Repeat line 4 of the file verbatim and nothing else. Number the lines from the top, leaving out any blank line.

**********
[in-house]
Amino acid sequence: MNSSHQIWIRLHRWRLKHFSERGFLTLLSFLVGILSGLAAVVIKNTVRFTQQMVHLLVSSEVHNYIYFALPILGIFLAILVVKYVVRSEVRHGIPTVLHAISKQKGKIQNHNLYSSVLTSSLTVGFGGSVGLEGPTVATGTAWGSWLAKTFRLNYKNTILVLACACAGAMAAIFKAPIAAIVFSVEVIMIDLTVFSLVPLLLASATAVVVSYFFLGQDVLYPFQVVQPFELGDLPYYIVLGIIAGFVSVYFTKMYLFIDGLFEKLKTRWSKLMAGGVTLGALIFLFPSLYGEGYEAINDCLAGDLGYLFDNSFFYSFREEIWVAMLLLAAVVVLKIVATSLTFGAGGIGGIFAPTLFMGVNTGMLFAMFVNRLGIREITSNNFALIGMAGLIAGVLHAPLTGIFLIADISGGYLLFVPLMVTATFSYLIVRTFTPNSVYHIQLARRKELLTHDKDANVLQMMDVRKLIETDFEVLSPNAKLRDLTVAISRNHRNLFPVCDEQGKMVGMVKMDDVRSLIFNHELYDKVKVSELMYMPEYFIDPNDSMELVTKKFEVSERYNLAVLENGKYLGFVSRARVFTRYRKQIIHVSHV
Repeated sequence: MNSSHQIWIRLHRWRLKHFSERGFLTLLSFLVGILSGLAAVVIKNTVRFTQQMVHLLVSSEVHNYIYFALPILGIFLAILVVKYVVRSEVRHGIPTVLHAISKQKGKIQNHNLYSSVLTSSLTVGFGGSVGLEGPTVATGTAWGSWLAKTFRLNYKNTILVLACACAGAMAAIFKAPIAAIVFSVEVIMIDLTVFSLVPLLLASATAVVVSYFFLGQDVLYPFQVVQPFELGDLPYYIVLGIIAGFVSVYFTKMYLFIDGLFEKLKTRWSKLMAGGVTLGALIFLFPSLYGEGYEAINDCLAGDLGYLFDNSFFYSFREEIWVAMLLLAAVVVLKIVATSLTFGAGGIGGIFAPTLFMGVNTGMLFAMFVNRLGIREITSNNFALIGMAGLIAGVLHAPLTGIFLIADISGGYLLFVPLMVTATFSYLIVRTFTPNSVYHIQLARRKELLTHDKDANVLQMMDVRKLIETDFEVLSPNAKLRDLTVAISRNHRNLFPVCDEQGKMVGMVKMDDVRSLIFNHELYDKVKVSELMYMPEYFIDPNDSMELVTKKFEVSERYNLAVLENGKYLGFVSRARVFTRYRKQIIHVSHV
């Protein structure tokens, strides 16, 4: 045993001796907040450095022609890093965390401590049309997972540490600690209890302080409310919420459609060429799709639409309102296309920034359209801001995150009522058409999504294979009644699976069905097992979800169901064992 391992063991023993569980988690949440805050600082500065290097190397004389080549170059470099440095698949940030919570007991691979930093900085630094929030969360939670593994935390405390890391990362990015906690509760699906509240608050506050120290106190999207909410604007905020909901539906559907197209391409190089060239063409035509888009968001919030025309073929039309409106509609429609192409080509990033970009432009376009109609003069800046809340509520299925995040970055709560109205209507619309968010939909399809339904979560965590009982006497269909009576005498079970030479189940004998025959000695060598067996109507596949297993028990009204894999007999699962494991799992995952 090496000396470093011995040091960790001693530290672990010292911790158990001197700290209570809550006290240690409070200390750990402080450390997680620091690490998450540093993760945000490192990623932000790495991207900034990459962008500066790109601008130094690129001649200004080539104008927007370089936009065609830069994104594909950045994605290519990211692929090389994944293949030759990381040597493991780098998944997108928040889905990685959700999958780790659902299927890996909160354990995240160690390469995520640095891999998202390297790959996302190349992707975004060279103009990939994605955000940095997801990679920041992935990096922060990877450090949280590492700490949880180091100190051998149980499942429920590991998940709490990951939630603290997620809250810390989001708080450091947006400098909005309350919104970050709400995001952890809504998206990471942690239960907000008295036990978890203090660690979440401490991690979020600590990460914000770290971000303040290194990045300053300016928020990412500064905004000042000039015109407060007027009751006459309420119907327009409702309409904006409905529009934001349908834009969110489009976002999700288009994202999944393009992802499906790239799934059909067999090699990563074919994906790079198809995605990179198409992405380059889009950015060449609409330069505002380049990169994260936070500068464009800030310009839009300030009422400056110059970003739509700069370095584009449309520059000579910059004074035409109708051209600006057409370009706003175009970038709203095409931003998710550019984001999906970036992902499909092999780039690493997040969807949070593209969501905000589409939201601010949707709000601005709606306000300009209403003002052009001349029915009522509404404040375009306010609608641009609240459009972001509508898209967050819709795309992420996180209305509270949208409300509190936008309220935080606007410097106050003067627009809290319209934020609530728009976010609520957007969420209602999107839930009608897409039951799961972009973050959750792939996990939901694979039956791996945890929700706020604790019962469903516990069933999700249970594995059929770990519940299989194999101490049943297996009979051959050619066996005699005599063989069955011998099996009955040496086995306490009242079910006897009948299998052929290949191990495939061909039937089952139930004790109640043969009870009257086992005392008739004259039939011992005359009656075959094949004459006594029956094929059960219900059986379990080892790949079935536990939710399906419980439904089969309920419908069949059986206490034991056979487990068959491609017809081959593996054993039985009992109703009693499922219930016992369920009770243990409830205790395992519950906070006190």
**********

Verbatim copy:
């Protein structure tokens, strides 16, 4: 045993001796907040450095022609890093965390401590049309997972540490600690209890302080409310919420459609060429799709639409309102296309920034359209801001995150009522058409999504294979009644699976069905097992979800169901064992 391992063991023993569980988690949440805050600082500065290097190397004389080549170059470099440095698949940030919570007991691979930093900085630094929030969360939670593994935390405390890391990362990015906690509760699906509240608050506050120290106190999207909410604007905020909901539906559907197209391409190089060239063409035509888009968001919030025309073929039309409106509609429609192409080509990033970009432009376009109609003069800046809340509520299925995040970055709560109205209507619309968010939909399809339904979560965590009982006497269909009576005498079970030479189940004998025959000695060598067996109507596949297993028990009204894999007999699962494991799992995952 090496000396470093011995040091960790001693530290672990010292911790158990001197700290209570809550006290240690409070200390750990402080450390997680620091690490998450540093993760945000490192990623932000790495991207900034990459962008500066790109601008130094690129001649200004080539104008927007370089936009065609830069994104594909950045994605290519990211692929090389994944293949030759990381040597493991780098998944997108928040889905990685959700999958780790659902299927890996909160354990995240160690390469995520640095891999998202390297790959996302190349992707975004060279103009990939994605955000940095997801990679920041992935990096922060990877450090949280590492700490949880180091100190051998149980499942429920590991998940709490990951939630603290997620809250810390989001708080450091947006400098909005309350919104970050709400995001952890809504998206990471942690239960907000008295036990978890203090660690979440401490991690979020600590990460914000770290971000303040290194990045300053300016928020990412500064905004000042000039015109407060007027009751006459309420119907327009409702309409904006409905529009934001349908834009969110489009976002999700288009994202999944393009992802499906790239799934059909067999090699990563074919994906790079198809995605990179198409992405380059889009950015060449609409330069505002380049990169994260936070500068464009800030310009839009300030009422400056110059970003739509700069370095584009449309520059000579910059004074035409109708051209600006057409370009706003175009970038709203095409931003998710550019984001999906970036992902499909092999780039690493997040969807949070593209969501905000589409939201601010949707709000601005709606306000300009209403003002052009001349029915009522509404404040375009306010609608641009609240459009972001509508898209967050819709795309992420996180209305509270949208409300509190936008309220935080606007410097106050003067627009809290319209934020609530728009976010609520957007969420209602999107839930009608897409039951799961972009973050959750792939996990939901694979039956791996945890929700706020604790019962469903516990069933999700249970594995059929770990519940299989194999101490049943297996009979051959050619066996005699005599063989069955011998099996009955040496086995306490009242079910006897009948299998052929290949191990495939061909039937089952139930004790109640043969009870009257086992005392008739004259039939011992005359009656075959094949004459006594029956094929059960219900059986379990080892790949079935536990939710399906419980439904089969309920419908069949059986206490034991056979487990068959491609017809081959593996054993039985009992109703009693499922219930016992369920009770243990409830205790395992519950906070006190």